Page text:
What Are the Different Levels of Preventive Medicine?

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  • Written By: R. Bargar
  • Edited By: Jessica Seminara
  • Last Modified Date: 15 October 2019
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Preventive medicine attempts to delay progress or stop the onset of disease, rather than focusing solely on the treatment of an existing disease. The classification system for preventive medicine has four levels and an additional level for the care of unborn children. Specific levels of preventive medicine are designated depending on the absence or presence of illness and disease. The levels are named numerically, with primary, secondary, tertiary and quaternary levels in addition to the primal level for care of the developing fetus. Although much of preventive care falls in the public health realm, the goal of this type of care is for individuals and medical practitioners to put into practice suggested preventive strategies.

The primary level of preventive care is focused on preventing diseases in populations by getting rid of the causes or by increasing people’s resistance to disease. At this stage, illness and disease are not present. Using data collected by epidemiologists helps public health care professionals set goals for the primary level of preventive care. This may include anti-smoking campaigns and laws, seat belt and safety regulations, and education about lifestyle choices. Broad public programs to help keep the food and water supply safe are other facets of this level.


During the secondary level of preventive care, a disease is diagnosed at an early stage, usually before the person experiences obvious illness. This stage uses diagnostic testing to help uncover disease so it can be treated while still in initial development. Many of the strategies used in level one are still used during this level in addition to specific treatments. Using both treatment and primary strategies might help delay the onset of more serious disease.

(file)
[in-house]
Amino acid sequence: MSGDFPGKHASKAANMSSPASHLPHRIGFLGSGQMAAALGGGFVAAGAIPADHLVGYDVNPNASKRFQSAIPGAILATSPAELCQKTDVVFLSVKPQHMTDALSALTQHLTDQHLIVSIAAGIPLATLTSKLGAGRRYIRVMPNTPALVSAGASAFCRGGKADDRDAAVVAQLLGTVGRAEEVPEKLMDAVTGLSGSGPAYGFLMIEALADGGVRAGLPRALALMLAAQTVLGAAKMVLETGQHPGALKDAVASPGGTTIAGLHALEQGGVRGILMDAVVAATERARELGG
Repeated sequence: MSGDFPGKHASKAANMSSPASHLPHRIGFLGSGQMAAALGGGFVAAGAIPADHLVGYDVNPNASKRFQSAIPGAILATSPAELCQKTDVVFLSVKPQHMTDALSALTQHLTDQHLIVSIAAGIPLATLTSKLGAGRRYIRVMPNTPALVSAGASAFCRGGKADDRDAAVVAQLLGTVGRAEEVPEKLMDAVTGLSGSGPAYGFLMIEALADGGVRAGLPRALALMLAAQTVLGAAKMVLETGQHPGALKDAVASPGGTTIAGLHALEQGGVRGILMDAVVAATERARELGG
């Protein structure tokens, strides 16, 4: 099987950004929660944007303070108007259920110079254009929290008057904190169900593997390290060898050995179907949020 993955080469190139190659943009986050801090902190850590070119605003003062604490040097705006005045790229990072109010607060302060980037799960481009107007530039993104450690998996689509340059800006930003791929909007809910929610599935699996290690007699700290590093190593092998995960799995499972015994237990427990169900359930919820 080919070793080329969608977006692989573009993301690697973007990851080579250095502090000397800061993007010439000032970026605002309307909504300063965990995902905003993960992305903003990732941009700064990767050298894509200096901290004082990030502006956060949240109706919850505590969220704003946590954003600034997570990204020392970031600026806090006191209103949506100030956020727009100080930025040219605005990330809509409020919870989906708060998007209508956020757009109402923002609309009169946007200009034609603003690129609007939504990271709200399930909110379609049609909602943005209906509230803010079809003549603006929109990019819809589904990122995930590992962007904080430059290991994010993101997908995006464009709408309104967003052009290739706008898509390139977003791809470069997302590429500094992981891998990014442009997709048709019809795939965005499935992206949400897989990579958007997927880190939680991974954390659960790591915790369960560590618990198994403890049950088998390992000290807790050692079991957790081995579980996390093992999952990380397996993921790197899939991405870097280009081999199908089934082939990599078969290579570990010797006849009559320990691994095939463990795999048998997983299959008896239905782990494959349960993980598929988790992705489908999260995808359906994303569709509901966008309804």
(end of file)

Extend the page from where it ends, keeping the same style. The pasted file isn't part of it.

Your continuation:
By the time there are obvious symptoms of disease present, preventive medicine has entered the tertiary level of care. Again, primary stage strategies are generally still in place, but the focus has changed from prevention of disease to preventing further progress and complications from an illness. Treatments are used to reduce the risk of disability or death. Along with treatment, various forms of rehabilitation are used during this stage. Throughout all stages, the role of the health care system is to optimize health while minimizing disease and suffering.

The primary goal of quaternary prevention is to protect people from unnecessary and excessive medical intervention. This is not a separate preventive medicine level. Rather, it is suggested this concept of moderation be integrated at all levels of preventive care. Patients in the health care system may be at risk for over intervention with resulting excessive diagnostic testing and medical intervention. An excess of medical treatment might lead to a loss of quality of life without corresponding additional health benefits.

A separate category exists for the preventive care of the unborn child. This is commonly called primal prevention. It involves adequate prenatal care along with providing support for the parents. This includes education for the parents detailing aspects of health that affect the child before, during and after pregnancy. Primal prevention also includes adequate family leave so both parents can care for the newborn.


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